The title is, of course, ironic. Interrogators like to extract facts from those they interrogate, facts are what every shade of opinion claims to have in support of them, and facts are what archaeologists hope to unearth about ancient civilisations. In all these cases, ‘facts’ are open to multiple interpretations.

We are in an interrogation room in an Israeli army facility in the West Bank, a setting powerfully evoked by designer Georgia Lowe. An American archaeologist has been shot dead and some ‘facts’ have to be uncovered. The archaeologist is renowned for disputing many Biblical events and has made Zionist enemies. It soon appears that the interrogating officers - one a secularist Jew and the other a Palestinian – are going to be at loggerheads over the suspect they have waiting outside.

The suspect, Danny, is a true believer in the divine right of Israel to have its own land. So, the archetypal Middle East conflict is all teed up to be played out within a triangle of uncompromising beliefs.

This is the major fault with Arthur Milner’s play (yes, I had to look twice to check the name). It is relentlessly formulaic. For all its passionate argument, and its intricate powerplay, it remains solidly within the confines of the views represented. The characters, though superbly realised by Philip Arditti, Michael Feast and Paul Rattray never escape the shackles of being author’s mouthpieces.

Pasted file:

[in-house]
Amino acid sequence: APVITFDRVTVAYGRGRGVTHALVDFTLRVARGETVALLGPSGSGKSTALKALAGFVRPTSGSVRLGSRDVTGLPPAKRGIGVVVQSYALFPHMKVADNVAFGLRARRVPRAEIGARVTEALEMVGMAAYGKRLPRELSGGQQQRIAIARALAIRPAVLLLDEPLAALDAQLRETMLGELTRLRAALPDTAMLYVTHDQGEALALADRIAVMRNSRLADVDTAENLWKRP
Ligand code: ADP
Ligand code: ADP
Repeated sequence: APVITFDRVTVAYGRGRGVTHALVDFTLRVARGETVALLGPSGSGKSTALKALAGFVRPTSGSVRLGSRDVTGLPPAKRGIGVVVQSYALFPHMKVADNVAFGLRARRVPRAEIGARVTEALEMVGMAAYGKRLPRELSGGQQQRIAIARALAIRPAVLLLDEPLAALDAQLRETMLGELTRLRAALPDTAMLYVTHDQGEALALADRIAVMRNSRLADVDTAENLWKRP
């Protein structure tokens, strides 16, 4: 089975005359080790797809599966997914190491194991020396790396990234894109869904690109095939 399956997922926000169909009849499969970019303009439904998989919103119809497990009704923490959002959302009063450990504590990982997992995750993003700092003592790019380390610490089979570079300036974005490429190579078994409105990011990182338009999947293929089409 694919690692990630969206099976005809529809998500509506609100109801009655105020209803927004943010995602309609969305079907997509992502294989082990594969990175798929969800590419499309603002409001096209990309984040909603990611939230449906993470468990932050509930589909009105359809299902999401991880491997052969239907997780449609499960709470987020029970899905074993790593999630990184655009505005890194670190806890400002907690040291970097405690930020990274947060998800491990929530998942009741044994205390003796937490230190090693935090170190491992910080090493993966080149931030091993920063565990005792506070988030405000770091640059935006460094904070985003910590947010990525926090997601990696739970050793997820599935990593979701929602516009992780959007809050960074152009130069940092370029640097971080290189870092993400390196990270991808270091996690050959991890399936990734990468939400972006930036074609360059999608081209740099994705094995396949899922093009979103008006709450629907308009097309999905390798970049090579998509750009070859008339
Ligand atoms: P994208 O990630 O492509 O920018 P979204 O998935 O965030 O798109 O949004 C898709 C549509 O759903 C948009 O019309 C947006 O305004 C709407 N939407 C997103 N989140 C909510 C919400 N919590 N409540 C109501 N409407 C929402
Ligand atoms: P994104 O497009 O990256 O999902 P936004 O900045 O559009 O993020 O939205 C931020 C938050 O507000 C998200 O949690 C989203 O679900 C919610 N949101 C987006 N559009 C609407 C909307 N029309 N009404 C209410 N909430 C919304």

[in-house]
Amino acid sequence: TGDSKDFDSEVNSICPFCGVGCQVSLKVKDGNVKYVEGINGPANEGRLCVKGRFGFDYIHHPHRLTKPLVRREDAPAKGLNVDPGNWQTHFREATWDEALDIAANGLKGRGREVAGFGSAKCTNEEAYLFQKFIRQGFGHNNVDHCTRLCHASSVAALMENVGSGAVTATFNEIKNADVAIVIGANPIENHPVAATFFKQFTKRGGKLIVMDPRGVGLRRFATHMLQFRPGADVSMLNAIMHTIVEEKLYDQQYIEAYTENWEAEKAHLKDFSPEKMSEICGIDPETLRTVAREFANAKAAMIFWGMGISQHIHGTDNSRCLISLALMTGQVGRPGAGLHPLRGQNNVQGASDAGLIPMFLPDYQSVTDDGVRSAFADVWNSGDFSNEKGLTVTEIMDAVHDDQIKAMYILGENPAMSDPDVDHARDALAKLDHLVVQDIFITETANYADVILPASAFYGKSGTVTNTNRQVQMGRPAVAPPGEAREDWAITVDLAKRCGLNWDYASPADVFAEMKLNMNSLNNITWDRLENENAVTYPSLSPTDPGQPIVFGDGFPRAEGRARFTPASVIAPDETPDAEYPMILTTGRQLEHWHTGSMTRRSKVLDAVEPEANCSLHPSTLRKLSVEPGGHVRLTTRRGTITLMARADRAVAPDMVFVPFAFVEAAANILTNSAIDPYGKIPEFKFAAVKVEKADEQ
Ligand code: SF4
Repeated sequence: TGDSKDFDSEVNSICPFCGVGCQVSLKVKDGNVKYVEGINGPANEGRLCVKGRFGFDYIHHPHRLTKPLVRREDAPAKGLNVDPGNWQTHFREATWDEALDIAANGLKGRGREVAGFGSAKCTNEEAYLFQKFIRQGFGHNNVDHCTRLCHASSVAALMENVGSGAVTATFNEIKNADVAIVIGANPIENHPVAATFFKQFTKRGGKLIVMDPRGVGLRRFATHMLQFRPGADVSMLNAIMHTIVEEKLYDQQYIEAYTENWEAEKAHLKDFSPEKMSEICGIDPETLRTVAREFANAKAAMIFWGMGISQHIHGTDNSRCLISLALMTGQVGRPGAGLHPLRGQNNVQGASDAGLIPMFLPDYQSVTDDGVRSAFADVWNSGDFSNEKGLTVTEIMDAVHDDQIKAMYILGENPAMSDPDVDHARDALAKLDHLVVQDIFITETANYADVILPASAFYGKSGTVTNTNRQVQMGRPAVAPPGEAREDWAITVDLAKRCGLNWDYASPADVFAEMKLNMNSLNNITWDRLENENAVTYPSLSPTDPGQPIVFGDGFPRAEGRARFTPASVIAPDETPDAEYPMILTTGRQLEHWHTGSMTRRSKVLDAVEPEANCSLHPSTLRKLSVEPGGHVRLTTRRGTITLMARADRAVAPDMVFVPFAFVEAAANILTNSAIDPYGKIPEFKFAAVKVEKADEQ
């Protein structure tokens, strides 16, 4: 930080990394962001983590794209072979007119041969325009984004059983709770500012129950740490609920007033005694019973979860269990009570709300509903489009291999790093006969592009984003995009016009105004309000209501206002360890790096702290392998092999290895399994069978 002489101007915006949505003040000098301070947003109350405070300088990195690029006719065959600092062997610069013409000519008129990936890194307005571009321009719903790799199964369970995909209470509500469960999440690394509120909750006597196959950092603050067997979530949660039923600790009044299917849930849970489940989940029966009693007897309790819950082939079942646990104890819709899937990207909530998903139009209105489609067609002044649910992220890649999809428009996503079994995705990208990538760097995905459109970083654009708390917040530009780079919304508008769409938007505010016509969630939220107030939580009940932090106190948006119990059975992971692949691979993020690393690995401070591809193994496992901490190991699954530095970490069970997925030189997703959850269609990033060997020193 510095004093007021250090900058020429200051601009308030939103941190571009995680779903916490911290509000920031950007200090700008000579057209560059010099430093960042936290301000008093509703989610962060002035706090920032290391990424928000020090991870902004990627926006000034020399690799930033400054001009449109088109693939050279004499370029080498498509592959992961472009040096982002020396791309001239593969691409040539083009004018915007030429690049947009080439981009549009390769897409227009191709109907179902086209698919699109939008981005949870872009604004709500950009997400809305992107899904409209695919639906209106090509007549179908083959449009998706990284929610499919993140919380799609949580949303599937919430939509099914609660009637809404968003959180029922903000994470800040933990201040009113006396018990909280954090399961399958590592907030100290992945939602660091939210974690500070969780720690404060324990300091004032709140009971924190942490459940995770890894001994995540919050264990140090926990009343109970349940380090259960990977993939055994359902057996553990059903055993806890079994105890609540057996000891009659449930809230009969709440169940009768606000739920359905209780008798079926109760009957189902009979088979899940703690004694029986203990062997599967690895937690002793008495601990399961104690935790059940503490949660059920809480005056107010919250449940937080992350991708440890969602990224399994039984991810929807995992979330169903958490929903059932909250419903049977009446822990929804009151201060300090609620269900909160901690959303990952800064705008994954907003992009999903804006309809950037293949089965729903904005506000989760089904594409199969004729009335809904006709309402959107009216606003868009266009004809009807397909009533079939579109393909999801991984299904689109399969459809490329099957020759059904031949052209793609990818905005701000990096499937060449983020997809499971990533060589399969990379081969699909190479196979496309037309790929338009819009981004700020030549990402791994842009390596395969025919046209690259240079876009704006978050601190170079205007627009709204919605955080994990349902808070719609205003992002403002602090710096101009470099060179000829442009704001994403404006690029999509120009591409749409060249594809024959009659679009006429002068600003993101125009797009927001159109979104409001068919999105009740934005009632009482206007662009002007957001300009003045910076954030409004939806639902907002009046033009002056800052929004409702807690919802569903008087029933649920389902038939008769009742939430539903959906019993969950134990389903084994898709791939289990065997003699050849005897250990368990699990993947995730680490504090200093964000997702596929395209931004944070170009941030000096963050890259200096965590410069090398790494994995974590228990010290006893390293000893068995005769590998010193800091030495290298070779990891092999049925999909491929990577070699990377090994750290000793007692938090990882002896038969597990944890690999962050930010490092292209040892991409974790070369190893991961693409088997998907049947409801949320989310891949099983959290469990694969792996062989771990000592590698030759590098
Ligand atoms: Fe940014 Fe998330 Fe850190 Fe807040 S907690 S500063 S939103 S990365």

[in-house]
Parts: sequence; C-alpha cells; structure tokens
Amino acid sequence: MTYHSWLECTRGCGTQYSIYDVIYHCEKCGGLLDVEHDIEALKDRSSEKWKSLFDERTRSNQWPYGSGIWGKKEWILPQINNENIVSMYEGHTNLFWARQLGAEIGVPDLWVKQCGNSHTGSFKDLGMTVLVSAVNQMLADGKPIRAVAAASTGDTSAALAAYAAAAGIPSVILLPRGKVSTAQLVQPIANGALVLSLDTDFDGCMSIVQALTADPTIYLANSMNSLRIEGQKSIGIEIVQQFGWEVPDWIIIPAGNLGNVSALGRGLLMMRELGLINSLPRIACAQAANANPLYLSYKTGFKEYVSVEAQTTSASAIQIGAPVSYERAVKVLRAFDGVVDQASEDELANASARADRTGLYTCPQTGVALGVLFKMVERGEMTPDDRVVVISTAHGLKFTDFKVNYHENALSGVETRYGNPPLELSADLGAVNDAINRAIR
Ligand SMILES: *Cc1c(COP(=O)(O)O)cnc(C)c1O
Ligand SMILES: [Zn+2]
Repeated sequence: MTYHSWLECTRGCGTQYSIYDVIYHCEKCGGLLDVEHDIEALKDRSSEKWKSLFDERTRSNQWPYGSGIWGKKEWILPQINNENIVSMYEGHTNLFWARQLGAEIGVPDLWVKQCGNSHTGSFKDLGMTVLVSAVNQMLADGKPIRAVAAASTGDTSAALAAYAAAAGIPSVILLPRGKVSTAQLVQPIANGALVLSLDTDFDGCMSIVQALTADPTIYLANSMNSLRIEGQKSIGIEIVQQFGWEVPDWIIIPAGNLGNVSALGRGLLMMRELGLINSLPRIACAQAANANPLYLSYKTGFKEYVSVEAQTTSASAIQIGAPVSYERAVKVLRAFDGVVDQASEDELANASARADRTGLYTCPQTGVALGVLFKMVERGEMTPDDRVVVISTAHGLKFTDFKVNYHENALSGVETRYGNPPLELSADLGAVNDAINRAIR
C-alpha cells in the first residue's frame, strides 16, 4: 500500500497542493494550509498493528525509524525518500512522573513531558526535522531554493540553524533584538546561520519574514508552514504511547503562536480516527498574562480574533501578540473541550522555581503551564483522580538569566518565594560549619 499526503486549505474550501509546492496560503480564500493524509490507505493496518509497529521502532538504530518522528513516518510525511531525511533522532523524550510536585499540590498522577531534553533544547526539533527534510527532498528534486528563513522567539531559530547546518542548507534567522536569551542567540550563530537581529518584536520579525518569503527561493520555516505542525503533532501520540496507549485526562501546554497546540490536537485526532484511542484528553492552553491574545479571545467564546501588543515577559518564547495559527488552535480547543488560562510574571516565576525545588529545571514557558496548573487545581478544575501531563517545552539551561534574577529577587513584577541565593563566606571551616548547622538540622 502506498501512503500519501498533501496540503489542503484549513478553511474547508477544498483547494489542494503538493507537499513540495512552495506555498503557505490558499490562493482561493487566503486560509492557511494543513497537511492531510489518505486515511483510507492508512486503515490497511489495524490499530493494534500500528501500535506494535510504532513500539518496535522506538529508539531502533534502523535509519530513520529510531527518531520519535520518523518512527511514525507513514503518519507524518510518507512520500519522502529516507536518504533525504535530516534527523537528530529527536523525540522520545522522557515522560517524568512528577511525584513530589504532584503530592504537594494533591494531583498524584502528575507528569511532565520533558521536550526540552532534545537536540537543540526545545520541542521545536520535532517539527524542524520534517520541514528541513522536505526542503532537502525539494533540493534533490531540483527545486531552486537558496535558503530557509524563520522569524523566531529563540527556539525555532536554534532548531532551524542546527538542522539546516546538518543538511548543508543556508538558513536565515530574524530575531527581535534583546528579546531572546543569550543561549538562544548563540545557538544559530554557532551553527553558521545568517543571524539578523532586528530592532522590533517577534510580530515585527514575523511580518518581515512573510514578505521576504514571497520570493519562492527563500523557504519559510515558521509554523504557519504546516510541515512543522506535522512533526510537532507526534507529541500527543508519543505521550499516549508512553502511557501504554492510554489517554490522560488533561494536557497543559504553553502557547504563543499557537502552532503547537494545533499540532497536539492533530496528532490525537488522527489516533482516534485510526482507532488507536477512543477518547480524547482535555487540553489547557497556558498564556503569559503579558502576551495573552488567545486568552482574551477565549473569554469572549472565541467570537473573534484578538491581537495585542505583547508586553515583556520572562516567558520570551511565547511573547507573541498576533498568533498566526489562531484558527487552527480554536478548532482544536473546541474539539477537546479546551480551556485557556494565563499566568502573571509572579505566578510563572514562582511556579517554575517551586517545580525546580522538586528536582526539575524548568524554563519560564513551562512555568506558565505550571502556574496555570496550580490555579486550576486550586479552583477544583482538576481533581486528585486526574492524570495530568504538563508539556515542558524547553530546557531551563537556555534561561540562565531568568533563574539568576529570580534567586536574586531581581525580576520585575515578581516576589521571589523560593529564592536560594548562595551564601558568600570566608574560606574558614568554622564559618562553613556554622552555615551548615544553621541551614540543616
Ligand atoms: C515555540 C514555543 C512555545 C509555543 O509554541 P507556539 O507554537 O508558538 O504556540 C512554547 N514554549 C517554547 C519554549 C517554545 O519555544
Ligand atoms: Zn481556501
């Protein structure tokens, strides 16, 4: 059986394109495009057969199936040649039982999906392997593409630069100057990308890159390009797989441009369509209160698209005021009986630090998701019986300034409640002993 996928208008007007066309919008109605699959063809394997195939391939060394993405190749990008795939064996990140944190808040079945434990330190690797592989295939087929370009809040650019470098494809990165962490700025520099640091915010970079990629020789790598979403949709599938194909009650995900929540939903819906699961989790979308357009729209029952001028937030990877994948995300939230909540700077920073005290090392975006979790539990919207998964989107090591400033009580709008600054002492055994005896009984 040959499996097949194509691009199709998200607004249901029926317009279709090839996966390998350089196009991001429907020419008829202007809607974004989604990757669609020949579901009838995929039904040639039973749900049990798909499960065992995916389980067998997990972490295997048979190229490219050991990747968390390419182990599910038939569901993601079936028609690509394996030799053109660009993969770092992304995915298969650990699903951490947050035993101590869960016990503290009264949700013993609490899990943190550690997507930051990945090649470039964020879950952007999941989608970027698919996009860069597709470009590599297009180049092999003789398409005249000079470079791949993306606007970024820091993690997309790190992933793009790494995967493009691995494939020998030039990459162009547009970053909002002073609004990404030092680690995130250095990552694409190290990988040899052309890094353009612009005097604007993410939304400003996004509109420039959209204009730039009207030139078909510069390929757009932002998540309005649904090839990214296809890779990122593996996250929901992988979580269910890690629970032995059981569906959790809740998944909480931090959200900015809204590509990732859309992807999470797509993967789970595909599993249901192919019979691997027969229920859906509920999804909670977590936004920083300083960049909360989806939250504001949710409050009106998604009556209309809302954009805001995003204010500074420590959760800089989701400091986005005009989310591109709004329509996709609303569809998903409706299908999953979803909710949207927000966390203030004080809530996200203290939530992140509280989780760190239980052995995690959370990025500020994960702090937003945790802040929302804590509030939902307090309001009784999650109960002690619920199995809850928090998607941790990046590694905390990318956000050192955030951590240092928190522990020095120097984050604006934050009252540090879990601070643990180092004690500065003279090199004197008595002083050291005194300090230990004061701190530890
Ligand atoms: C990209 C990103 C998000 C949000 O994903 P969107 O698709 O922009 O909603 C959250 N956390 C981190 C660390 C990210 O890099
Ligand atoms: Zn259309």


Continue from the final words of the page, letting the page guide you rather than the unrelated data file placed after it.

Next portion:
This is clever but deadly drama. It has a hurtling pace, and sears across you like lightning, but the overriding tone is of a mini-thesis on the Arab/Israeli situation. It should be a gripping piece of full-blooded theatre about real people, but it sacrifices itself on the altar of Shavian debate.

A play about religion, which is therefore about politics, which is therefore about the inability of humankind to reason with itself, will always pack a philosophical punch, and we are not short-changed in that department. There is plenty to chew on here. It’s just a pity that the good, old-fashioned idea of a murder investigation gets lost along the way. A bit more emphasis on that might have given the play a more approachable dimension. As it is, it’s 80 intense minutes of highly skilled but somewhat mechanical playwriting, which can only have an inconclusive ending.

-Giles Cole